On Tuesday, December 14, 2010, the United States Senate Foreign Relations Committee approved the International Violence Against Women Act or I-VAWA (Text | Summary) authored by Senator John Kerry of Massachusetts (Release) and Senator Barbara Boxer of California (Release).
This legislation would do the following:

  • International Violence Against Women Act of 2010 – Directs: (1) the Secretary of State to designate an Ambassador-at-Large for Global Women’s Issues; and (2) the Administrator of the United States Agency for International Development (USAID) to designate a Women’s Development Advisor.
  • Directs the Secretary to: (1) develop a comprehensive strategy to prevent violence against women and girls; (2) prepare a public report on best practices for preventing and addressing violence against women and girls internationally; and (3) determine emergency response measures to identified critical or widespread incidents of violence against women and girls in situations of armed conflict.
  • Authorizes the Secretary and the Administrator to provide assistance to nongovernmental organizations, multilateral institutions, and foreign countries to implement such strategy and related activities.
  • Requires that special efforts be made to award amounts appropriated under this Act to community-based and women’s nongovernmental organizations in recipient countries.
  • Directs the Secretary and the Secretary of Defense (DOD) to: (1) incorporate training on prevention and response into the basic training curricula of foreign military forces and judicial officials; and (2) ensure that U.S. assistance to units involved in regional or multilateral peacekeeping operations includes such training.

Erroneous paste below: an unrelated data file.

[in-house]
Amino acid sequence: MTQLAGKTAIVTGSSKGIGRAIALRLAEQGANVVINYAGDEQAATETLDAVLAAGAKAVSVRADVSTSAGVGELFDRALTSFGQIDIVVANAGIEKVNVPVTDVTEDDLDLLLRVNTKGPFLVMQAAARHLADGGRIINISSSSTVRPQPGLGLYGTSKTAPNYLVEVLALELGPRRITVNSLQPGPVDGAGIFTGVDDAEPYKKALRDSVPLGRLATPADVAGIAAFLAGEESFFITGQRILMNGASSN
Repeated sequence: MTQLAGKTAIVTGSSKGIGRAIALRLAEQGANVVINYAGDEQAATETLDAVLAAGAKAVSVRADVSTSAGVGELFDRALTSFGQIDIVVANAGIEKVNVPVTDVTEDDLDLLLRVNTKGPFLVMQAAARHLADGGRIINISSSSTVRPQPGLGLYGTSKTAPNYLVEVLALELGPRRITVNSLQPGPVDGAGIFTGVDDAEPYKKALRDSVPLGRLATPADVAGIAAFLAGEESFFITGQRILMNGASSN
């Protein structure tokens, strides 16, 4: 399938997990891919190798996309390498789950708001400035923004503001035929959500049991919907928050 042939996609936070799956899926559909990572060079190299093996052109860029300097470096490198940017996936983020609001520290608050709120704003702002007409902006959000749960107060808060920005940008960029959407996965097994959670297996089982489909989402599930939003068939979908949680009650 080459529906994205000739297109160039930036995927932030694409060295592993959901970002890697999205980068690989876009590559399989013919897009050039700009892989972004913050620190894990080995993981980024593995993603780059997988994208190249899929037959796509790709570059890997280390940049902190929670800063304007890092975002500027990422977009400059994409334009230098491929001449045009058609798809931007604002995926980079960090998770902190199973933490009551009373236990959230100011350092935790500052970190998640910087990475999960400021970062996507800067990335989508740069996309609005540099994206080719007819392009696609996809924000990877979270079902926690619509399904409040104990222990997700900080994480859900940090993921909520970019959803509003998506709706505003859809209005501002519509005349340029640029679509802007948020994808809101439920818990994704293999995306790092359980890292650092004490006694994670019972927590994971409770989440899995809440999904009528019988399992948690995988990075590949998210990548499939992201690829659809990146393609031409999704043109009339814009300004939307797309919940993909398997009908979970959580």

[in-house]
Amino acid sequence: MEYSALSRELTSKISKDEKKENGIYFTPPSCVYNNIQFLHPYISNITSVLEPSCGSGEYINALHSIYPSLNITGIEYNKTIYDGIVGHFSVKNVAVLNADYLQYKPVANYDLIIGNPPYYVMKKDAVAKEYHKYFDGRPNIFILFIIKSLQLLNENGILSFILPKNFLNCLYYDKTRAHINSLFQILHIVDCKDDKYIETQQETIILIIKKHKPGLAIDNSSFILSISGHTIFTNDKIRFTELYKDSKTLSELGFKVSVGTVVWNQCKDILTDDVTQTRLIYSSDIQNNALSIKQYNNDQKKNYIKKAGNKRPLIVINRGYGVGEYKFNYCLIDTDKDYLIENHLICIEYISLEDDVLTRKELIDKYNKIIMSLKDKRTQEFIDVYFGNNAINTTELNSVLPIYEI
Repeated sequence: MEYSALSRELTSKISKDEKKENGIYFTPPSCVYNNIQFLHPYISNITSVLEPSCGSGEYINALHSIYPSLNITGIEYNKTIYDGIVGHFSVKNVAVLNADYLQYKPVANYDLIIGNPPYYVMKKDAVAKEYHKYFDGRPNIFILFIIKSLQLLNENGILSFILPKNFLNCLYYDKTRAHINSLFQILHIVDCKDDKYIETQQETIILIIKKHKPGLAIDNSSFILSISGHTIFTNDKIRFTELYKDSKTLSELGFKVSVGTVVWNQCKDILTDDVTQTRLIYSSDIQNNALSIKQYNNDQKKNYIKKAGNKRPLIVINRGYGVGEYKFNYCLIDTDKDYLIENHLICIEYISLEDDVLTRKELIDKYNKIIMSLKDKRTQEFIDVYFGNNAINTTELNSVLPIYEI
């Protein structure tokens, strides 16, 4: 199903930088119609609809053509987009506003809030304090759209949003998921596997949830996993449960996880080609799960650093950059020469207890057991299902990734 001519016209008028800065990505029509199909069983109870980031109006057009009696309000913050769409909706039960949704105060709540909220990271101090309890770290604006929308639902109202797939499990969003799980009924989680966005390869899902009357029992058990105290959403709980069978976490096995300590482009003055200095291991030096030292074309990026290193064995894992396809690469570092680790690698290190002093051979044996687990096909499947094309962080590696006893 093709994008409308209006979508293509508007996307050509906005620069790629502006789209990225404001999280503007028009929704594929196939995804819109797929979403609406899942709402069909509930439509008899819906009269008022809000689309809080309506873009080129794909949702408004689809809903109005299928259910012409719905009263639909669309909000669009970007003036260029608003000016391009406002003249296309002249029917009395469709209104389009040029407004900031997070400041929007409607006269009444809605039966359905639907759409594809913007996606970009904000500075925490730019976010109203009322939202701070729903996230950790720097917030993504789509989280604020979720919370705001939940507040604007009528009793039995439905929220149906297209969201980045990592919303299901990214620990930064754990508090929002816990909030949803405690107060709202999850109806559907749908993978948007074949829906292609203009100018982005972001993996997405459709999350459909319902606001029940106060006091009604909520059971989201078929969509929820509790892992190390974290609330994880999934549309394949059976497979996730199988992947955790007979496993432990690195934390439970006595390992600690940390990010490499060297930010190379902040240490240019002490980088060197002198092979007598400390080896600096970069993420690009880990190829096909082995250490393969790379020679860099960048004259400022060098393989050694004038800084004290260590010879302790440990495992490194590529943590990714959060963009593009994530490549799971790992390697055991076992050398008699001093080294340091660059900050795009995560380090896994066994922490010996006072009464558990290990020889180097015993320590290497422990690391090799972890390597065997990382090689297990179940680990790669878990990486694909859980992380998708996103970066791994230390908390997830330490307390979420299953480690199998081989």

• Authorizes the Ambassador to provide guidance to the Administrator and the Assistant Secretary for Population, Refugees, and Migration.
  • Authorizes the Secretary to provide guidance on preventing and responding to violence against women and girls to the Secretary of Defense when U.S. military personnel, military contractors, and military observers are to be deployed in humanitarian relief, conflict, and post-conflict settings.
  • Directs the Secretary to make U.S. financial, material, human, and other resources available to assist U.N. efforts to: (1) implement training programs in prevention and response to violence against women and girls for peacekeeping and humanitarian personnel; (2) enhance the deployment of military and civilian women in peacekeeping missions; and (3) improve protection mechanisms at U.N. managed refugee and internally displaced persons camps.

In addition to the California Coalition Against Sexual Assault and the National Alliance to End Sexual Violence, the following organizations also support this legislation: Amnesty International USA, CARE, Family Violence Prevention Fund, Global AIDS Alliance, Jewish Women International, International Center for Research on Women, International Rescue Committee, Lutheran World Relief, Refugees International, The Church of Jesus Christ of Latter-day Saints, Vital Voices Global Partnership, Women’s Refugee Commission, Women Thrive Worldwide, and World Vision.